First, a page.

Digital. It's just got to be digitalones 'n zeros. Forget that old-fashioned analog stuff. That's for old fogies. If you want to be with it, current, where it's at, up to date, in the know, down with it ... your activity must be presented in bits (for those who are suffering from extreme curiosity and/or insomnia, a bit is a contraction of the words binary digit. That is, a one or a zero.)
The following are modern 'improvements' to their ancient, analog counterparts: digital clocks, digital radio tuners, televisions, cameras, movies (vs. film), thermometers, computers (OK, you got me there), books (don't get me started!) Heck, what with advances made in both the power and size of the microchip, there will surely come a time when just about every natural phenomenon will be replaced and/or simulated by a computer.
One thing that'll be tough to replace (at least to these ears) will be acoustic musical instruments. Sure, there are digital pianos and sampled playback synthesizers, but none of those devices do proper justice to their analog counterparts. Software can do many things but something is lost in the leap from the digital realm back to the analog. This is particularly true of stringed, wood instruments. The nuances that can be drawn from fingers-on-strings, strings-on-neck (and even bow-on-strings) are just too complex and multi-faceted.
Ten seconds into the bass-only intro of Adena," the opening track from William Parker's Luc's Lantern, and the idea of replacing this woody, earthy bass with software becomes almost comical. Parker lays down a thick groove that not only provides a guiding structure for his trio but also reacts to their accents.
Oh, yeah ... and it swings. Hard.
Mourning Sunset" takes a similar approach with a solo bass ostinato (Parker's tone lies somewhere between Mingus and Chick Corea/A.R.C-era Dave Holland) that pianist Eri Yamamoto and drummer Michael Thompson use to weave an increasingly complex sonic web. Yamamoto in particular pushes her bandmates with a long series of shifty chords and unpredictable single-note chromatic runs.
Things heat up to a searing level on the title track as Parker flies a furious bass line closely followed by drummer Thompson. The piano mixes in a long series of angular sorta-phrases (this is the kind of music that can get you worried that the band has lost the pulse ... until you realize that their concept of the pulse is nowhere near yours. Oops.)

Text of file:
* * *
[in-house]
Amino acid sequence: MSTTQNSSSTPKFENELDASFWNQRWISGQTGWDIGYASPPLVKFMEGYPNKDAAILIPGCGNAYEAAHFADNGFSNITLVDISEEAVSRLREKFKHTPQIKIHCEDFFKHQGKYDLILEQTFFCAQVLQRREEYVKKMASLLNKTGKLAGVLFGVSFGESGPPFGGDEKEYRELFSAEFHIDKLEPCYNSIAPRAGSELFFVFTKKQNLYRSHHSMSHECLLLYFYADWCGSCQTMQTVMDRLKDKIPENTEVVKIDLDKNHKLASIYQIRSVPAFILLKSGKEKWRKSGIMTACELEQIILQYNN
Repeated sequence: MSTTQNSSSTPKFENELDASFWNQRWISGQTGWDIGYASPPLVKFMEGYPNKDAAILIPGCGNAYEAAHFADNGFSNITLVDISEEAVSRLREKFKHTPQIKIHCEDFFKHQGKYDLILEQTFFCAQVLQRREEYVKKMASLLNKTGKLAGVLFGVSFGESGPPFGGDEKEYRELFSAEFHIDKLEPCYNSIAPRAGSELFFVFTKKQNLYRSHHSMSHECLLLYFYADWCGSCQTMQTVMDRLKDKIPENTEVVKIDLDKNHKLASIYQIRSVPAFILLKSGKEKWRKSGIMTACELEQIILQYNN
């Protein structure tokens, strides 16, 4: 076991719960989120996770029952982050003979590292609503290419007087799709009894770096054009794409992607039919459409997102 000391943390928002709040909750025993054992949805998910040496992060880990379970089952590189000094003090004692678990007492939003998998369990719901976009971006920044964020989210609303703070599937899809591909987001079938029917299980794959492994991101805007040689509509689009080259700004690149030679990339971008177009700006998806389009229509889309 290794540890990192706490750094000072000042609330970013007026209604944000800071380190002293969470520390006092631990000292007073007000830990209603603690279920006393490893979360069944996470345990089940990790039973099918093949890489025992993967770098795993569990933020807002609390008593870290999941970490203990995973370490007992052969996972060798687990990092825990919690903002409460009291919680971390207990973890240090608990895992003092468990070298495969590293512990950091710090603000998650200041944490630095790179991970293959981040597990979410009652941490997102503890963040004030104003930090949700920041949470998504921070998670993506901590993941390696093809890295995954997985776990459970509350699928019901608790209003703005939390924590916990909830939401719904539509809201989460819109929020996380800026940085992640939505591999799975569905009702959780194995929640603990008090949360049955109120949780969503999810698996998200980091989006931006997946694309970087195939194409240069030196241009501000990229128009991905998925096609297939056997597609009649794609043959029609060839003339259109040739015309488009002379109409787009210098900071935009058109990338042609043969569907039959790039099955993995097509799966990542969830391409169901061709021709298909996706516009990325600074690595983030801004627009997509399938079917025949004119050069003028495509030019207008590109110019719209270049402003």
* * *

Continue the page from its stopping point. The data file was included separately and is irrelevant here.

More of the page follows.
Skipping forward to Bud in Alphaville," the trio starts an up-tempo, bluesy vamp that sounds like an update to Blue Monk." That is, until the chaos takes over (and I mean that in the best possible way!) Park's bass takes center stage on the sensitive Charcoal Flowers." The initial plaintive piano chords are supported by deep bass notes before Parker shifts over to the bow. The variety of sounds produced a bowed bass is amazing: whispers, growls, whimpers, cries. So much emotion.
My opening rant on the hegemony of modern electronics shouldn't be taken as an indictment of their use in music. Let's face it, Parker himself has made some fine music that is absolutely chocked full of wiggling electrons (especially with cohort Matthew Shipp.) It's just that sometimes it feels right to go back to the source. It's the place where communication via music remains unmediated.
I love jazz because it is both challenging and exhilarating, and the endeavor of improvisation is the highest form of art.
I met so many great musicians--including my two earliest heroes, Maynard Ferguson and Dizzy Gillespie--by attending concerts
and being willing to treat them with the respect they deserve.
The best show I ever attended was the Pat Metheny/Ornette Coleman Song X concert at Cornell University.
The first jazz record I bought was an RCA compilation by Dizzy Gillespie.
My advice to new listeners is to not be afraid to listen to something because you're not familiar with the artists or the band or
the genre or anything - this is music that is best experienced through discovery.